A 2010 global survey of more than 1,500 CEOs conducted by IBM revealed that 60 percent of top executives face an increased amount of complexity in their business. Seventy-nine percent of them expect an even greater level of complexity over the next five years and only 49 percent of them estimate that they will be ready for it.
The questions then become: Are you ready to face more complexity? How good are you at managing complexity? Can you leverage this complexity to create differentiation and competitive advantage?
Complexity can be good and bad at the same time. There are four types of complexity in business and it is important to break them down to be able to understand them and eventually address them:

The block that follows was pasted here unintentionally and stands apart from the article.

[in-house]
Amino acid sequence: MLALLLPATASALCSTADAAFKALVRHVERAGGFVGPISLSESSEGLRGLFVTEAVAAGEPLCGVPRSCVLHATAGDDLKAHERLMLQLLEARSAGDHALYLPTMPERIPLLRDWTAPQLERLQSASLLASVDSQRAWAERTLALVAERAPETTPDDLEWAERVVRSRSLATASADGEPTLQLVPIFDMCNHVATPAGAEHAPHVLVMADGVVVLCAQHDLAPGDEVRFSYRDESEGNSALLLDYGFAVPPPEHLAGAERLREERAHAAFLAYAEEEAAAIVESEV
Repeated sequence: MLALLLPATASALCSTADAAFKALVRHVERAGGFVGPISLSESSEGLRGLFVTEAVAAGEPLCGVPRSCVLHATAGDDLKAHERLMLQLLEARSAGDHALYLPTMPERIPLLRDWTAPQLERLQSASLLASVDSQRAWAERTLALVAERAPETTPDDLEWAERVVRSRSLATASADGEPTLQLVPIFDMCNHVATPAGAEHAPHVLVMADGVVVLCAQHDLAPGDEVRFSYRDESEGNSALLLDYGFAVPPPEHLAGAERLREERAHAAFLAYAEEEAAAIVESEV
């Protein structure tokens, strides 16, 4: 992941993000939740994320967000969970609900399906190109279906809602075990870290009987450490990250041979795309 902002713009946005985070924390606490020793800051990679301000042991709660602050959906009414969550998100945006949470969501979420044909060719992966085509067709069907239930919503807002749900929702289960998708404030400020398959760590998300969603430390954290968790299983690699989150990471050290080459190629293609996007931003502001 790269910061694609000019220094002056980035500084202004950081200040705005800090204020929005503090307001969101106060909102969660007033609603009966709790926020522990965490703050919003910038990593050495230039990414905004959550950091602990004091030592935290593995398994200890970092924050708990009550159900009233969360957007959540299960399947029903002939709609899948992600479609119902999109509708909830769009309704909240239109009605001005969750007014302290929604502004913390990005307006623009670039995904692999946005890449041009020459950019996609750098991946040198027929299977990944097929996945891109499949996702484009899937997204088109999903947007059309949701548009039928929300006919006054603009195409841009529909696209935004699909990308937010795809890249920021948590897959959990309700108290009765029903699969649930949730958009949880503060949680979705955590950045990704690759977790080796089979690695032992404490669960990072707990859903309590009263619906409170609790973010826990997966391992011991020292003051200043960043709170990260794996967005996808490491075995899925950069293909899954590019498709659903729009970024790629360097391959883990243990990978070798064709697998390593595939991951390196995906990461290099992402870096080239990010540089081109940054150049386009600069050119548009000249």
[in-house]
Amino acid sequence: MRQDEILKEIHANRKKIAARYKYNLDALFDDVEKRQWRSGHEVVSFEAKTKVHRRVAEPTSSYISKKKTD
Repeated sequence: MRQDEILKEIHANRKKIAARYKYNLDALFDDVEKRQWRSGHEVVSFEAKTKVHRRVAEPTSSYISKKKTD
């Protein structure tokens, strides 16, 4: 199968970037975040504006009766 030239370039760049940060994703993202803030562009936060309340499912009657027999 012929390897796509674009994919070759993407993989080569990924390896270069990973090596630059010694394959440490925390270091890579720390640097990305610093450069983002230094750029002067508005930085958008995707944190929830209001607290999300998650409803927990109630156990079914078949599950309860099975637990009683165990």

Imposed complexity is coming from regulations and mandatory compliance guidelines both at industry and governmental levels. It is typically not controllable and manageable so it is best to prepare for it and find a way to minimize its impact on the business.
Inherent complexity is structural complexity, which is inherited and well rooted in the business. It can be addressed by making deep structural changes that might be painful but beneficial to the future of the business.
Designed complexity is based on purposefully designed strategies and programs to support the long-term vision for the firm. This complexity is based on managerial choices aimed at creating competitive advantage.
Unnecessary complexity is the result of legacy management design and structure that might not have been updated, eliminated or refreshed. It is unnecessary because it brings no value to the business and it solely exists because no one is paying attention to it.